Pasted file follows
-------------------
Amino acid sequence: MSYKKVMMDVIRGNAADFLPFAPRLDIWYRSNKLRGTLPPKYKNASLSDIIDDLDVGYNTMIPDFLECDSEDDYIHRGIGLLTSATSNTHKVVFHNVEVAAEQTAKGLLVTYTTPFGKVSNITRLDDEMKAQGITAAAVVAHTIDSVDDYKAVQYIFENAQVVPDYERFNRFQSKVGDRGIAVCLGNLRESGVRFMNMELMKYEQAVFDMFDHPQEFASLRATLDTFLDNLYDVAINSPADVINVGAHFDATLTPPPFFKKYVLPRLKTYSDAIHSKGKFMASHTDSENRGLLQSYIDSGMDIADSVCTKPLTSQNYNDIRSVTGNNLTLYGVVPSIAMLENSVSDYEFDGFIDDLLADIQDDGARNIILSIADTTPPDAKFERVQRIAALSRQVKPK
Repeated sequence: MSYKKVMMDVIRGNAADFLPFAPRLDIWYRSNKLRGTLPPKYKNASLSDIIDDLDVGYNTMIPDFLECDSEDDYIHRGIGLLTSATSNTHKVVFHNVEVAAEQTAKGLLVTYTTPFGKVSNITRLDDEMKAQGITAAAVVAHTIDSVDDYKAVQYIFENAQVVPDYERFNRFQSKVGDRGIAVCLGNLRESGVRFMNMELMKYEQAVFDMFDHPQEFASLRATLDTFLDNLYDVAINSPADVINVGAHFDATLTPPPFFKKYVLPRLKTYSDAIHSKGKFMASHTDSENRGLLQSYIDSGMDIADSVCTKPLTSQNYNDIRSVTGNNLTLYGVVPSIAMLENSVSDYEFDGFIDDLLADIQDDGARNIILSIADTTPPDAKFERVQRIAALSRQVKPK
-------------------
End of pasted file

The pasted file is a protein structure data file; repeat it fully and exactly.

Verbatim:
Amino acid sequence: MSYKKVMMDVIRGNAADFLPFAPRLDIWYRSNKLRGTLPPKYKNASLSDIIDDLDVGYNTMIPDFLECDSEDDYIHRGIGLLTSATSNTHKVVFHNVEVAAEQTAKGLLVTYTTPFGKVSNITRLDDEMKAQGITAAAVVAHTIDSVDDYKAVQYIFENAQVVPDYERFNRFQSKVGDRGIAVCLGNLRESGVRFMNMELMKYEQAVFDMFDHPQEFASLRATLDTFLDNLYDVAINSPADVINVGAHFDATLTPPPFFKKYVLPRLKTYSDAIHSKGKFMASHTDSENRGLLQSYIDSGMDIADSVCTKPLTSQNYNDIRSVTGNNLTLYGVVPSIAMLENSVSDYEFDGFIDDLLADIQDDGARNIILSIADTTPPDAKFERVQRIAALSRQVKPK
Repeated sequence: MSYKKVMMDVIRGNAADFLPFAPRLDIWYRSNKLRGTLPPKYKNASLSDIIDDLDVGYNTMIPDFLECDSEDDYIHRGIGLLTSATSNTHKVVFHNVEVAAEQTAKGLLVTYTTPFGKVSNITRLDDEMKAQGITAAAVVAHTIDSVDDYKAVQYIFENAQVVPDYERFNRFQSKVGDRGIAVCLGNLRESGVRFMNMELMKYEQAVFDMFDHPQEFASLRATLDTFLDNLYDVAINSPADVINVGAHFDATLTPPPFFKKYVLPRLKTYSDAIHSKGKFMASHTDSENRGLLQSYIDSGMDIADSVCTKPLTSQNYNDIRSVTGNNLTLYGVVPSIAMLENSVSDYEFDGFIDDLLADIQDDGARNIILSIADTTPPDAKFERVQRIAALSRQVKPK